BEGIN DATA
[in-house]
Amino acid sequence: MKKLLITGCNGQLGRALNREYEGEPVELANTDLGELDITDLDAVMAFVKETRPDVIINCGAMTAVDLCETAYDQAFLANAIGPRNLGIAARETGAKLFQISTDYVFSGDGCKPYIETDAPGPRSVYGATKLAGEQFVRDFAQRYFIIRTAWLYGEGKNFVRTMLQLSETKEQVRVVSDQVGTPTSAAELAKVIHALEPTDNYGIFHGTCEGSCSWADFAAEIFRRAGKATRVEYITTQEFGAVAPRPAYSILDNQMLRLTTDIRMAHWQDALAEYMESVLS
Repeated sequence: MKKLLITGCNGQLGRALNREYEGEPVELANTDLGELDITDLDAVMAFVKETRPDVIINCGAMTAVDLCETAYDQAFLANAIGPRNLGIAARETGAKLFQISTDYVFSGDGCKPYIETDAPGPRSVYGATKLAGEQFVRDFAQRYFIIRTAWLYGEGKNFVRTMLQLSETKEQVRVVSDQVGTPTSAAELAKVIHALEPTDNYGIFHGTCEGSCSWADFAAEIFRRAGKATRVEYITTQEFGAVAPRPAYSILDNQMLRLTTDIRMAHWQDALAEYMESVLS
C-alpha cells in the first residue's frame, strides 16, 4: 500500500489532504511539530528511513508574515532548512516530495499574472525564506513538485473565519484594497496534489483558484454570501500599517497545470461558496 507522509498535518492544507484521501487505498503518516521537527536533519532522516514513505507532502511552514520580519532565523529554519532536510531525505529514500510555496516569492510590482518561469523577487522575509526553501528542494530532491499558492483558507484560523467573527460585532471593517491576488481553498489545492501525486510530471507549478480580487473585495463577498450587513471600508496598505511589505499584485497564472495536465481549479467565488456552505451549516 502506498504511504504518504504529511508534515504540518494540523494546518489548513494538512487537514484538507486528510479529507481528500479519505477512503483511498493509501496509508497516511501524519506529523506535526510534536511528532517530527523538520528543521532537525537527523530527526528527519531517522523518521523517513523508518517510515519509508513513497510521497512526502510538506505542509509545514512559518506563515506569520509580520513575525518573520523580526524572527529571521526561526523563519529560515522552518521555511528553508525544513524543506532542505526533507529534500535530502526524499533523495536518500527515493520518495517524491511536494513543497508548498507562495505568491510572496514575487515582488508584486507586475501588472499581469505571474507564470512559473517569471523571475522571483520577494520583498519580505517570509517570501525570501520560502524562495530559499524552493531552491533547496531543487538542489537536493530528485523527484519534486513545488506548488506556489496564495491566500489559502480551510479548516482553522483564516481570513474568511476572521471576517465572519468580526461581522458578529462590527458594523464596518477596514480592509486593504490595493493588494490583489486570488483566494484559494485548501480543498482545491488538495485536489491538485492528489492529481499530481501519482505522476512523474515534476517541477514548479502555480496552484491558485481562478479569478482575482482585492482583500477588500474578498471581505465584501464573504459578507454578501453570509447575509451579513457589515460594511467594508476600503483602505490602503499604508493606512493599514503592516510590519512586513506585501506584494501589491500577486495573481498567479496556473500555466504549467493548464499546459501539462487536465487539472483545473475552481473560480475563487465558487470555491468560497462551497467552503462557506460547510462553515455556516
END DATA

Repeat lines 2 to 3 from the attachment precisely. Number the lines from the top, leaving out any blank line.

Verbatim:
Amino acid sequence: MKKLLITGCNGQLGRALNREYEGEPVELANTDLGELDITDLDAVMAFVKETRPDVIINCGAMTAVDLCETAYDQAFLANAIGPRNLGIAARETGAKLFQISTDYVFSGDGCKPYIETDAPGPRSVYGATKLAGEQFVRDFAQRYFIIRTAWLYGEGKNFVRTMLQLSETKEQVRVVSDQVGTPTSAAELAKVIHALEPTDNYGIFHGTCEGSCSWADFAAEIFRRAGKATRVEYITTQEFGAVAPRPAYSILDNQMLRLTTDIRMAHWQDALAEYMESVLS
Repeated sequence: MKKLLITGCNGQLGRALNREYEGEPVELANTDLGELDITDLDAVMAFVKETRPDVIINCGAMTAVDLCETAYDQAFLANAIGPRNLGIAARETGAKLFQISTDYVFSGDGCKPYIETDAPGPRSVYGATKLAGEQFVRDFAQRYFIIRTAWLYGEGKNFVRTMLQLSETKEQVRVVSDQVGTPTSAAELAKVIHALEPTDNYGIFHGTCEGSCSWADFAAEIFRRAGKATRVEYITTQEFGAVAPRPAYSILDNQMLRLTTDIRMAHWQDALAEYMESVLS